India has no coltan or rare earths, little oil, and not enough water. What it does have is people—1.3 billion and counting. That makes India potentially very rich in what has been called the “new oil”: data. But who will benefit from that wealth, and who might be put at risk?
Indian Prime Minister Narendra Modi undoubtedly likes collecting data. Since becoming prime minister in 2014, he has led an enthusiastic campaign to expand digital governance, hailing its efficiency and extolling its capacity to transform the country.
Biometric devices are now used to track the attendance of students and teachers in schools, and of government employees at work. Following his disastrous demonetisation scheme in 2016, Modi has urged Indians to make digital, not cash, payments, even for small transactions.
More ambitiously, Modi's government has expanded the reach and scope of India's scheme to issue to all residents a “unique identification number,” or Aadhaar, linked to their biometrics. The primary goal of the programme, initiated in 2009 by the previous Congress party-led government, was originally to manage government benefits and eliminate “ghost beneficiaries” of public subsidies, thereby preventing the pilfering of state funds.
When the Aadhaar scheme was introduced, Modi—then the chief minister of Gujarat—vociferously opposed it, pledging to scrap the project if his Bharatiya Janata Party came to power. As prime minister, however, Modi has embraced the programme, ordering that the identification numbers be linked to virtually everything. Bank accounts, school enrolment, mobile-phone contracts, travel records, hospital admissions, and even cremation certificates now all require an Aadhaar, despite Modi's assurances to the Supreme Court that participation in the programme would not become mandatory.
Modi's objectives extend far beyond efficiency. He has unabashedly declared that data is “real wealth,” and that “whoever acquires and controls” it can attain “hegemony.” And political hegemony is Modi's goal. He has spent the last four years centralising and consolidating power, and his BJP has gained control of 22 of 29 states, complementing its lower-house majority with a likely majority in the upper house (which is elected by state assemblies).
But Modi's apparent vision of India as a country where Big Government meets Big Data has hit many snags. Machines meant to authenticate Aadhaar holders have often failed, particularly in rural parts of the country, owing to a lack of Internet connectivity or electricity. As a result, far from helping the poor, the Aadhaar scheme has prevented many poor people from claiming their Public Distribution System (ration) supplies—a violation of their rights.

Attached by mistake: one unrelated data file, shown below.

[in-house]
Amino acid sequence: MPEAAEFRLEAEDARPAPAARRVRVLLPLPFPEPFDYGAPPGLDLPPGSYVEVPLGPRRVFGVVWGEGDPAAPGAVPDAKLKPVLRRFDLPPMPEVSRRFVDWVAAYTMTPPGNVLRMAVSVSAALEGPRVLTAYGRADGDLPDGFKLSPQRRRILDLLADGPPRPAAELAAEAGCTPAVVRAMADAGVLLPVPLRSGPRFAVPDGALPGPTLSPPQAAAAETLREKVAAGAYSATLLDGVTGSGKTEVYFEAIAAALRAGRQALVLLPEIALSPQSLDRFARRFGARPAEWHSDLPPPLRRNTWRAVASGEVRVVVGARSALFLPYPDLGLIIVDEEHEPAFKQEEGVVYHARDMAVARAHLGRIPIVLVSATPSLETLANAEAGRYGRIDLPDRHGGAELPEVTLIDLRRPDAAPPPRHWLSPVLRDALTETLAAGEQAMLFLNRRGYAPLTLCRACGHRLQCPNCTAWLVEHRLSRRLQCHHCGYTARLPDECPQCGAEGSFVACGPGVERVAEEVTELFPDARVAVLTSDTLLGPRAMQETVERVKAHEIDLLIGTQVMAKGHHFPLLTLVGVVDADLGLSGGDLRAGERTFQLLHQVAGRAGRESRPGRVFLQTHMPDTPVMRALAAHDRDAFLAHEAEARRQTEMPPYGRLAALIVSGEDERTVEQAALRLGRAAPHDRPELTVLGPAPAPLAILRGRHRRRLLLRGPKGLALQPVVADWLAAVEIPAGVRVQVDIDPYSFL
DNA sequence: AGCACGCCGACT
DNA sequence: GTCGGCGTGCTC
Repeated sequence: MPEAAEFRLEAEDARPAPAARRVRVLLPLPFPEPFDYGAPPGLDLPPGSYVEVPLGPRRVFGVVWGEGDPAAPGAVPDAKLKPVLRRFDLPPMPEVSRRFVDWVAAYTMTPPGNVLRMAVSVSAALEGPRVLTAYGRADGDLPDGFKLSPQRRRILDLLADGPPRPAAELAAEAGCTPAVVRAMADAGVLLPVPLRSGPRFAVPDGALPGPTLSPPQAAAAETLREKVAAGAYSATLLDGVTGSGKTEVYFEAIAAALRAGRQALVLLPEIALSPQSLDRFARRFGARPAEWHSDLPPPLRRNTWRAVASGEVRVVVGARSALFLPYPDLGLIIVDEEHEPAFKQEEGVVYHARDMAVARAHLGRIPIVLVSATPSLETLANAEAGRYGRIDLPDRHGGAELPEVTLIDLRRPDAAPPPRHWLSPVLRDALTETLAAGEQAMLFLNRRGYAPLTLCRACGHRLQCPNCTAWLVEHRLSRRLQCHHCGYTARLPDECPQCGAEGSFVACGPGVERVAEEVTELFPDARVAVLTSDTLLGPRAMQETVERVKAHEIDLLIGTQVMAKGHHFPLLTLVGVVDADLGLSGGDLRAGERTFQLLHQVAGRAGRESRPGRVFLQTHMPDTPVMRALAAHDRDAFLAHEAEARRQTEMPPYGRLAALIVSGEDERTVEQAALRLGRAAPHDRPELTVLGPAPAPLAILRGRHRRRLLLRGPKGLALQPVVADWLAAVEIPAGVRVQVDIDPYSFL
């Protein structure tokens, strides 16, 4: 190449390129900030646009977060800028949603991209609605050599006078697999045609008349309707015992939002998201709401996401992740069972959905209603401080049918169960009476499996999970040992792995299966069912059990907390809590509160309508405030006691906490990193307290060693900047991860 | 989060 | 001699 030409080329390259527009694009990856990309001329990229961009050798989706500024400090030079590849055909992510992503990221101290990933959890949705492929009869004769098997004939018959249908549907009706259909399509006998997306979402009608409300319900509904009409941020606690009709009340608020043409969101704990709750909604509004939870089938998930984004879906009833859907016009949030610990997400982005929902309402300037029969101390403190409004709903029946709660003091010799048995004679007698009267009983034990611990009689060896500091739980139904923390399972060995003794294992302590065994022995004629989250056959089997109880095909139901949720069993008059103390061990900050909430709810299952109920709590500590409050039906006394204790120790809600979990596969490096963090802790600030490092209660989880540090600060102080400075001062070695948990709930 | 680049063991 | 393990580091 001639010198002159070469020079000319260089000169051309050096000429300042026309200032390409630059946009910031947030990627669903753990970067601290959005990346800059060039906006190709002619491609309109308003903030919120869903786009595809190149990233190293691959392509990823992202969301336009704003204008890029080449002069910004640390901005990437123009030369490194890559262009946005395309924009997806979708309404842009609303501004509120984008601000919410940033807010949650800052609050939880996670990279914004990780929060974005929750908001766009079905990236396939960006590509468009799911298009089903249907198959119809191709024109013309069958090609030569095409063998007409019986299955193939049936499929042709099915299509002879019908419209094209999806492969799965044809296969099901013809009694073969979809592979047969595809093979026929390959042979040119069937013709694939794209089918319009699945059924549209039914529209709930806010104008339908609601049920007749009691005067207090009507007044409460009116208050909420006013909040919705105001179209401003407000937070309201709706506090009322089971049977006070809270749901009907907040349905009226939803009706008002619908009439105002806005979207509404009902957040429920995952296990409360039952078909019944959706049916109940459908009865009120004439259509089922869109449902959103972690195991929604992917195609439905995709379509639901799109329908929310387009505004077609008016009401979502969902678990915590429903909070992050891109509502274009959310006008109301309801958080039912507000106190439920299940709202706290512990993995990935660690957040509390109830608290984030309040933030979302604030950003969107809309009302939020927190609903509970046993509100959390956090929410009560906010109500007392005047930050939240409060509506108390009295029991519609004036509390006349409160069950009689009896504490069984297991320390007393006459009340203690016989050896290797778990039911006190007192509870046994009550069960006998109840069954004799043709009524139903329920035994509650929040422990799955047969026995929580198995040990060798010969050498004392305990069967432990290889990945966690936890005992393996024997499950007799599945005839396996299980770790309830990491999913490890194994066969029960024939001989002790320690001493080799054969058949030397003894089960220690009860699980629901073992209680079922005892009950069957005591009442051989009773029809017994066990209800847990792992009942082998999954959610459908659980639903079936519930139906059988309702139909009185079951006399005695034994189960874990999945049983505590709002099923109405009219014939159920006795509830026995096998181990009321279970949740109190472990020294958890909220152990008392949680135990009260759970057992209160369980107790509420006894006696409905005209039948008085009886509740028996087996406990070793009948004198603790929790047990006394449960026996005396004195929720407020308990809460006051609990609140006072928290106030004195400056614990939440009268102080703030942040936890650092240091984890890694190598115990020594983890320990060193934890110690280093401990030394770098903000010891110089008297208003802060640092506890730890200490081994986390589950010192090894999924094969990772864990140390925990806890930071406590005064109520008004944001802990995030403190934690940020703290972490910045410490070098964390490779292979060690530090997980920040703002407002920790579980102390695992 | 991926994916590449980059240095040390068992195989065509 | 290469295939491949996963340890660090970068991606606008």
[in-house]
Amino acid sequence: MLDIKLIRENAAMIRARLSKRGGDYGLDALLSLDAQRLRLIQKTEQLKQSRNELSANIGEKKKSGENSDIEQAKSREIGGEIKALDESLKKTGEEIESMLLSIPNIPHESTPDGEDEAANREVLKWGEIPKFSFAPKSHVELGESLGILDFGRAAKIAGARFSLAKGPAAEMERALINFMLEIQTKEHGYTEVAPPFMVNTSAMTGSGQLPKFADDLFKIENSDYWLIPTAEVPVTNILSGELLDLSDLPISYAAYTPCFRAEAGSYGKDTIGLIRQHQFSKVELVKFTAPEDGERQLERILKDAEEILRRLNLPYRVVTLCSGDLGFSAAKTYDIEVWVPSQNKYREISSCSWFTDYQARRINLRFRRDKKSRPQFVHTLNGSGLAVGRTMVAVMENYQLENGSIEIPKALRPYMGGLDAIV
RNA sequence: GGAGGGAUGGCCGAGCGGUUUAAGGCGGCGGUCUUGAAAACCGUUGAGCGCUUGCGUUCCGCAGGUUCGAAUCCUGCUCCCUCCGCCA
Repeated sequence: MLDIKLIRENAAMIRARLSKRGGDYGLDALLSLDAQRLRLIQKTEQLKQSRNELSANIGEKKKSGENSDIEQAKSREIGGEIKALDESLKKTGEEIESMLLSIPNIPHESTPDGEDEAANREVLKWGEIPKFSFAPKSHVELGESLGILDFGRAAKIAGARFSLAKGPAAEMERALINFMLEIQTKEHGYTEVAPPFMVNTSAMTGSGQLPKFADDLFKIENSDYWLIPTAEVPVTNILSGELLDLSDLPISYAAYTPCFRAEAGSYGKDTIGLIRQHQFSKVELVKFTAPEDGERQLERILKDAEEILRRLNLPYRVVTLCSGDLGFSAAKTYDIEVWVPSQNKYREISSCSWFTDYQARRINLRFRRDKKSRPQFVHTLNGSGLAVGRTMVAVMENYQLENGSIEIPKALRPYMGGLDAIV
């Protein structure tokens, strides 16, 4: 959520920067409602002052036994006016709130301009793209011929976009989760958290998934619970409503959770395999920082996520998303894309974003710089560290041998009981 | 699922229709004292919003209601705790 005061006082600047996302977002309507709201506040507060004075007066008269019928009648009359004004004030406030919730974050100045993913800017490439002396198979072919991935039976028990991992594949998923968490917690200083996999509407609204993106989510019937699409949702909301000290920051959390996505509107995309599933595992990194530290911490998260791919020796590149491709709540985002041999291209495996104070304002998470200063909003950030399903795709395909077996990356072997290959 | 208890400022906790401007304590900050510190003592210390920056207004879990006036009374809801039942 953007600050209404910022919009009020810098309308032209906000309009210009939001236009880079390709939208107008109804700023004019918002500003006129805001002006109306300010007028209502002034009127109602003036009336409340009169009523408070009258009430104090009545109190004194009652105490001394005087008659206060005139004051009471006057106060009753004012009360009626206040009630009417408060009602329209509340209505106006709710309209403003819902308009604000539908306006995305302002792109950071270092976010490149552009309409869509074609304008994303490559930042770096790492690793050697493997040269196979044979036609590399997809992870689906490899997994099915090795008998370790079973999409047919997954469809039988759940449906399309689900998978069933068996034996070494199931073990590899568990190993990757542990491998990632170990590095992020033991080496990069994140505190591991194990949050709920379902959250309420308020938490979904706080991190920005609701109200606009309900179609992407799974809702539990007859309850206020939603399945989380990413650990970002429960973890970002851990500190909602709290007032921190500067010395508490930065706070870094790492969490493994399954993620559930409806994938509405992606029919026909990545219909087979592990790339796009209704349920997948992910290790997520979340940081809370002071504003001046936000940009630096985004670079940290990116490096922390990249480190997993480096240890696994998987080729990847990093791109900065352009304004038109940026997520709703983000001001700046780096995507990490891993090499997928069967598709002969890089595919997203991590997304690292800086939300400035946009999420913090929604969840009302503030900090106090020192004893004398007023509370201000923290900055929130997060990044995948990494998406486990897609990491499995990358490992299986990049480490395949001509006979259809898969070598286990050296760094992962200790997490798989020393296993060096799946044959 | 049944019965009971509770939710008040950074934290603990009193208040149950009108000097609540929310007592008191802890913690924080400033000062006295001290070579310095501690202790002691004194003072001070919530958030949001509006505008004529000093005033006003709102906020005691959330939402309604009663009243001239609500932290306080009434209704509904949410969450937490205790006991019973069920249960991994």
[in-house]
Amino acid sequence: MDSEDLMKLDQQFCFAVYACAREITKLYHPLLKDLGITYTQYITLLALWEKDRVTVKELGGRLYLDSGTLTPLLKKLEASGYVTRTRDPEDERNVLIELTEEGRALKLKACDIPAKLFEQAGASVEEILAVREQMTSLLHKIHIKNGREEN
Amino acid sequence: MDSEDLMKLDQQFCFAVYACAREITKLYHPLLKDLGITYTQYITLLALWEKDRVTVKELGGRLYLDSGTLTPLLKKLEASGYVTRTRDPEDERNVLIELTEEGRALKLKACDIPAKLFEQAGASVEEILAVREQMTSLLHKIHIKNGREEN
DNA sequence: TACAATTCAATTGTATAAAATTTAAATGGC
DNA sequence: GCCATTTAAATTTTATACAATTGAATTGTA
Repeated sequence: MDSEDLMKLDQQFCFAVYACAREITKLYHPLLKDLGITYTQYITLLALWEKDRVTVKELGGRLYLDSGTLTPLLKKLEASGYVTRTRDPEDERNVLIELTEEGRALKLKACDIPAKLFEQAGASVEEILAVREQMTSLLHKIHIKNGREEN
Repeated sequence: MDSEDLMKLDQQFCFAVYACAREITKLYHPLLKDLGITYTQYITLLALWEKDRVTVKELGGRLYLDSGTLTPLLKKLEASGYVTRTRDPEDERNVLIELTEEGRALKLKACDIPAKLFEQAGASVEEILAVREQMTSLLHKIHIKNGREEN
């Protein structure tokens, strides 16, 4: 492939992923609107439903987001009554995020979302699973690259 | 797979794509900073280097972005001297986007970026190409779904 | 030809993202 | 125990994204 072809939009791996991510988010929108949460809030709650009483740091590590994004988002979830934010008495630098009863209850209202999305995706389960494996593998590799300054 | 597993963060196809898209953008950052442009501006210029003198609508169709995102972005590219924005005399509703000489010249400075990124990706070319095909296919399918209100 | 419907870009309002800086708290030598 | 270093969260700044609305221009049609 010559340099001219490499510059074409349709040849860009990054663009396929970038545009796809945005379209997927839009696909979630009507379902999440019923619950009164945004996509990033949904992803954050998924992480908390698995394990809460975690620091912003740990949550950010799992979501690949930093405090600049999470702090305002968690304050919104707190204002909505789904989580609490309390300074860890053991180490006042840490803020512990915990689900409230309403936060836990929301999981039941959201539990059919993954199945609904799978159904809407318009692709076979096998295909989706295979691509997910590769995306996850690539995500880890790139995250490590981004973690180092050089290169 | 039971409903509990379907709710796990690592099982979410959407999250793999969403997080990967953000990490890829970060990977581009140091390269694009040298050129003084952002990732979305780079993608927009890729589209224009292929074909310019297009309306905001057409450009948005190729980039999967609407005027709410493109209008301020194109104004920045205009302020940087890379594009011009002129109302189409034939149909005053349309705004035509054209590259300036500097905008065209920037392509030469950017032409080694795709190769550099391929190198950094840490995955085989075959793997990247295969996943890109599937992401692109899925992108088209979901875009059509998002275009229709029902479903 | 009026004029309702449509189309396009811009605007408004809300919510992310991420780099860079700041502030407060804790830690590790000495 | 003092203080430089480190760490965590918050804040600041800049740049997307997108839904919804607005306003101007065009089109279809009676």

Making matters worse, the Aadhaar programme leaks like a sieve. An investigative journalist at The Tribune newspaper was able to purchase five million ID numbers for a mere 500 rupees (USD 8). On a government oil and gas company's website, anyone with basic technical skills could uncover the names, bank details, and Aadhaar numbers of more than 500 million Indians. Nearly 16 million Aadhaar numbers were accidentally exposed by the Ministry of Rural Development. And the details of another 20 million people in the southern state of Andhra Pradesh were revealed on a database of unorganised workers.
Overall, the Aadhaar programme leaves participants far more compromised than even, say, the 87 million Facebook users whose personal data were wrongly shared with the political consulting firm Cambridge Analytica. Yet, in response to such revelations, Modi's government has offered only denial, complacency, and concealment.
This failure to protect data seems to be a pattern with Modi. In 2015, he invited his supporters “to receive messages and emails directly from the prime minister” by downloading and installing the “Narendra Modi mobile app” on their phones. “No intermediaries, no media, no officials, no red tape,” he promised. The Android version of that app was downloaded more than five million times.
The challenges associated with collecting and protecting data will only intensify in the years to come. It is estimated that 90 percent of the world's data have been generated in the last two years alone. In India, that percentage may be even higher, as increasingly ubiquitous 4G services and increasingly cheap Internet-enabled smartphones have recently enabled millions to get online—and offer up significant amounts of personal information.
India will be the land of Big Data. The question is whether it will also be the land of the Big Leak. So far, the country lacks strong data privacy and protection laws. My own attempt to introduce one in a private member's bill was repeatedly thwarted by parliament-stalling disruptions. To protect the people who are generating all of that data wealth that Modi so covets, he must follow through on his campaign promise to deliver “minimum government, maximum governance.”
Shashi Tharoor, a former UN under-secretary-general and former Indian Minister of State for External Affairs and Minister of State for Human Resource Development, is currently Chairman of the Parliamentary Standing Committee on External Affairs and an MP for the Indian National Congress.
Copyright: Project Syndicate, 2018.
(Exclusive to The Daily Star)